42. In the websitehttp://ww.emro.who.int/publications/emhj/0401/23.htm describes characterstics of MRI appearance of vertebral haemangioma as 'hyperintense region in the vertebral body on T1W and T2W images because of the fatty matrix. The matrix shows hypointense areas due to bony trabeculation or vascular channels. Vertebral haemangiomas alywas have a relation to the course of the basivertebral vessels and their anastomosis with intraspinal and par spinal vessels. Haemangionas may be discrete and well defined or diffuse and ill defined. They may be single or multiple. A haemangioma may involve the whole vertebral body. Most vertebral haemangios are located in the vertebral body, some lesions involve only part of the vertebral body whereas others affect the entire medulary space isolated haemangiomas in the neural arch are rare, but 10%.15% of vertebral haemangioms have concomitant involvement of the posterior elements. They differ from discogenice degenerative changes in location. …The MRI appearances of vertebral haemangiomas are pathognomonic and because they are so common we can consider them as normal variations in the vertebral bodies. Haemangiomas in the spine increase with age. There could be an aging process and if so, the term maemangiomatosis is preferable to haemangiomas. Haemangiomas occurring in other parts of the body tend to be congenital where they appear in young people. Haemangiomas in the liver show the same radiological and clinical behavior as those of the spine.
43. The Monteux test would disclose positive reaction in a patient with tuberculosis disease of some standing and a negative test rules out the disease.
44. The haemangioma is a common benign tumour of the vertebral column. The second appellant has performed the surgery upon the respondent on 17.5.2004. Vertebral disc part was removed during the surgery and the second appellant has not sent the piece for biopsy till after her discharge the respondent readmitted to the first appellant hospital and her husband informed the second appellant that his daughter suffered from spinal tuberculosis. The learned counsel for the appellants contend that as there was no circumstances existing at the time of conducting the operation to suspect that the patient was suffering from tuberculosis, the second appellant has not taken steps for sending the removed piece of disc for biopsy.
45. It is pertinent to note that the appellants had preserved the piece that were removed from the vertebral column of the respondent and they had not given it to the respondent or her husband immediately after the surgery was completed. The appellants had been negligent in exercising due care so as to remove the possibility of if not tuberculosis, any malignancy at the operation site in the vertebral column of the respondent. The negligence on the part of the appellants in not sending the disc piece for biopsy immediately after it was removed at the time of surgery has to be considered with their negligence attributed by the respondent in other aspects during the course of her treatment at the first appellant hospital. This aspect of negligence on the part of the appellants has to be considered in the backdrop of the fact whether the appellants had shown medical negligence in regard to the allegation of the respondent that they failed to diagnose on proper lines, of the tuberculosis which attacked the spinal cord of the respondent.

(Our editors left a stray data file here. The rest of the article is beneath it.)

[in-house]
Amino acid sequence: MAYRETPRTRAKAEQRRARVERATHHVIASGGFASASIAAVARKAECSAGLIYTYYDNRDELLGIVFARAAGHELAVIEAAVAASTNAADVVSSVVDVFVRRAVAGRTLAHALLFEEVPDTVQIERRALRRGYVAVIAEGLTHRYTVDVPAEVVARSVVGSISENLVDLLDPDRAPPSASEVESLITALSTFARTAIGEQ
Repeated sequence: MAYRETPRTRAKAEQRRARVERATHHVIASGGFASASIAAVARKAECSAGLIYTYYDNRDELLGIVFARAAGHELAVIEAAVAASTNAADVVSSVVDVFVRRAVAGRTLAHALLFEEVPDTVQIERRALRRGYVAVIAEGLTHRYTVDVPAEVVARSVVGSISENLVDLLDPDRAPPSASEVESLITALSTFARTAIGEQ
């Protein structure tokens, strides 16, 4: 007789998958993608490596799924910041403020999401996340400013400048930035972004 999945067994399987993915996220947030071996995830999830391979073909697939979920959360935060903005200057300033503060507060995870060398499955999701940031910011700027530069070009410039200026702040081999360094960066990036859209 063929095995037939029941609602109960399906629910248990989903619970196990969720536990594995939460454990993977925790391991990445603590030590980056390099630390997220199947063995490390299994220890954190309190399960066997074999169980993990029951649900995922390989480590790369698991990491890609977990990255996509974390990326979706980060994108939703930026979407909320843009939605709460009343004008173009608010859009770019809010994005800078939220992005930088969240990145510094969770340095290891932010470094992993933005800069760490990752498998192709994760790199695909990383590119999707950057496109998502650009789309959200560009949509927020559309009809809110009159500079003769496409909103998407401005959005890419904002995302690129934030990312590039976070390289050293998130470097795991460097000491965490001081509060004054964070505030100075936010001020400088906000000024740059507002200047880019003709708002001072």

46. The respondent was discharged on 26.5.2004 and as the pain has not subsided, she was again admitted to the appellant no.1 hospital on 14.7.2004 with the symptoms of regular fever dehydrating, loss of appetite and general weakness. The husband of the respondent informed the second appellant that their daughter suffers from spinal TB and on being informed the tuberculosis attacking their daughter, the second appellant had given the vertebral piece to the respondent’s husband and advised for biopsy at Amba Diagnostics. The appellant referred the respondent to psychiatrist Dr.Radhika Reddy despite the respondent complaining of pain. The second appellant and Dr.Radhika Reddy came to the conclusion that the respondent was under the impression that she was suffering from pain and she was discharged from the first appellant hospital. Again she was admitted to the first appellant hospital with same complaint of pain. The second appellant prescribed anti depressants and she was discharged on 22.7.2004. She was again admitted on 19.8.2004 and the same anti depressants and anti convlusants were prescribed besides lumbar traction.
47. The respondent consulted the second appellant on 19.08.2004 who prescribed the same anti.depressant and anti.convulsant treatment and advised and advised to consult the physician for controle of the fever and also the psychiatrist. He has admitted in his cross examination that he advised for lumbar traction when there was significant pain which was not relieved with analgesics. The learned counsel for the respondent questions the propriety of advising the respondent to use lumbar traction when she was suffering with low back pain which was not relieved by surgery, analgesics etc.,